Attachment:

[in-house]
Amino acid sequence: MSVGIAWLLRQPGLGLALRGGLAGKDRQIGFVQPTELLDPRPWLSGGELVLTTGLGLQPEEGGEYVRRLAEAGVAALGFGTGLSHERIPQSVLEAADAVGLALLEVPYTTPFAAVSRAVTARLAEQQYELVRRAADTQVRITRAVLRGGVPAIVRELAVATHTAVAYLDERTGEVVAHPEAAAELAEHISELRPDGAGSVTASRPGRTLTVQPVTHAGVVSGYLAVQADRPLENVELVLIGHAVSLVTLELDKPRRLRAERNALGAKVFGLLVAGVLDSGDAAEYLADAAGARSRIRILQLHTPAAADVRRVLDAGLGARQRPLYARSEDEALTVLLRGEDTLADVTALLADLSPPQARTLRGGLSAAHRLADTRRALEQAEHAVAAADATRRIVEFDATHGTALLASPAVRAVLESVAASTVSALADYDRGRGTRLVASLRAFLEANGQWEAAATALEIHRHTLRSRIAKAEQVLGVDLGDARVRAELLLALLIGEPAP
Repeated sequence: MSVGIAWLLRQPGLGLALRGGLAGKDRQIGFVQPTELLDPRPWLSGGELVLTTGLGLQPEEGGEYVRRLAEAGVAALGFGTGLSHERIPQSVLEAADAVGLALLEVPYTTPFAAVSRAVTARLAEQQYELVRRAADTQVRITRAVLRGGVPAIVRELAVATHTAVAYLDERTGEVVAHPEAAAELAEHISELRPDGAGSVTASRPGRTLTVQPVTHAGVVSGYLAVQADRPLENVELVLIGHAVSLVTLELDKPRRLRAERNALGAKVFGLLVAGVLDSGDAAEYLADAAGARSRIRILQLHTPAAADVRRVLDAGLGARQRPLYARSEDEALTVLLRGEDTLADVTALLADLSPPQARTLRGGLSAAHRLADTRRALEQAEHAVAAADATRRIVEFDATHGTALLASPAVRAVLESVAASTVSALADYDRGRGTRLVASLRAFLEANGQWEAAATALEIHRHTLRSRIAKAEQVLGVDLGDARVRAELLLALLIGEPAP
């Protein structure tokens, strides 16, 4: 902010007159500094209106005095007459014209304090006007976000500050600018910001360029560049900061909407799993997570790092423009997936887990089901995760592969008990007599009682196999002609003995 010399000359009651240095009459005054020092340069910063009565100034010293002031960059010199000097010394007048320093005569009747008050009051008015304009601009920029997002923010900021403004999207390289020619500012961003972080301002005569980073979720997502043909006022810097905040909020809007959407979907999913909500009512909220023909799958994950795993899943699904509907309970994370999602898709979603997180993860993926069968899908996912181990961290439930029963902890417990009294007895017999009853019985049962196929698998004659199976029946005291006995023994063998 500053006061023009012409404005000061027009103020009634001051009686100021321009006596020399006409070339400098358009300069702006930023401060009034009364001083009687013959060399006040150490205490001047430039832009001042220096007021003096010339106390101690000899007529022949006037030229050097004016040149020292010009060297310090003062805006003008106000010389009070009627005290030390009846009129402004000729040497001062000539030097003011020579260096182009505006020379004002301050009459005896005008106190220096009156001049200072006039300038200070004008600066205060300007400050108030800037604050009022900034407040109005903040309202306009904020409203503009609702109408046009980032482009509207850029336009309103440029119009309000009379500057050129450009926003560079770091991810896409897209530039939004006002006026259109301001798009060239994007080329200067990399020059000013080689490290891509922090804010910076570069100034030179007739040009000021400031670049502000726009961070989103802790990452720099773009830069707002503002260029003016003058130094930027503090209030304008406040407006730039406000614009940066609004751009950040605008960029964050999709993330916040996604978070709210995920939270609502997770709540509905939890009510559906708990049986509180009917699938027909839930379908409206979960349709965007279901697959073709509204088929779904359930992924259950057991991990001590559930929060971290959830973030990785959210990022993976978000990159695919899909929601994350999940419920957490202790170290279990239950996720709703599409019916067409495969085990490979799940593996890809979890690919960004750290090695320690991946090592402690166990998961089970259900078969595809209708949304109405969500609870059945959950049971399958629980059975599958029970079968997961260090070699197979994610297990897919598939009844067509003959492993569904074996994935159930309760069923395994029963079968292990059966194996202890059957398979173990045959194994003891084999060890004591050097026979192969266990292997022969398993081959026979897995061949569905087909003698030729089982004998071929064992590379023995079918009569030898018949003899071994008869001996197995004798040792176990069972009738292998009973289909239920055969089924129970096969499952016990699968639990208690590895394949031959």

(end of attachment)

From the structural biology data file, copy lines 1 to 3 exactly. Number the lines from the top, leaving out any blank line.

[in-house]
Amino acid sequence: MSVGIAWLLRQPGLGLALRGGLAGKDRQIGFVQPTELLDPRPWLSGGELVLTTGLGLQPEEGGEYVRRLAEAGVAALGFGTGLSHERIPQSVLEAADAVGLALLEVPYTTPFAAVSRAVTARLAEQQYELVRRAADTQVRITRAVLRGGVPAIVRELAVATHTAVAYLDERTGEVVAHPEAAAELAEHISELRPDGAGSVTASRPGRTLTVQPVTHAGVVSGYLAVQADRPLENVELVLIGHAVSLVTLELDKPRRLRAERNALGAKVFGLLVAGVLDSGDAAEYLADAAGARSRIRILQLHTPAAADVRRVLDAGLGARQRPLYARSEDEALTVLLRGEDTLADVTALLADLSPPQARTLRGGLSAAHRLADTRRALEQAEHAVAAADATRRIVEFDATHGTALLASPAVRAVLESVAASTVSALADYDRGRGTRLVASLRAFLEANGQWEAAATALEIHRHTLRSRIAKAEQVLGVDLGDARVRAELLLALLIGEPAP
Repeated sequence: MSVGIAWLLRQPGLGLALRGGLAGKDRQIGFVQPTELLDPRPWLSGGELVLTTGLGLQPEEGGEYVRRLAEAGVAALGFGTGLSHERIPQSVLEAADAVGLALLEVPYTTPFAAVSRAVTARLAEQQYELVRRAADTQVRITRAVLRGGVPAIVRELAVATHTAVAYLDERTGEVVAHPEAAAELAEHISELRPDGAGSVTASRPGRTLTVQPVTHAGVVSGYLAVQADRPLENVELVLIGHAVSLVTLELDKPRRLRAERNALGAKVFGLLVAGVLDSGDAAEYLADAAGARSRIRILQLHTPAAADVRRVLDAGLGARQRPLYARSEDEALTVLLRGEDTLADVTALLADLSPPQARTLRGGLSAAHRLADTRRALEQAEHAVAAADATRRIVEFDATHGTALLASPAVRAVLESVAASTVSALADYDRGRGTRLVASLRAFLEANGQWEAAATALEIHRHTLRSRIAKAEQVLGVDLGDARVRAELLLALLIGEPAP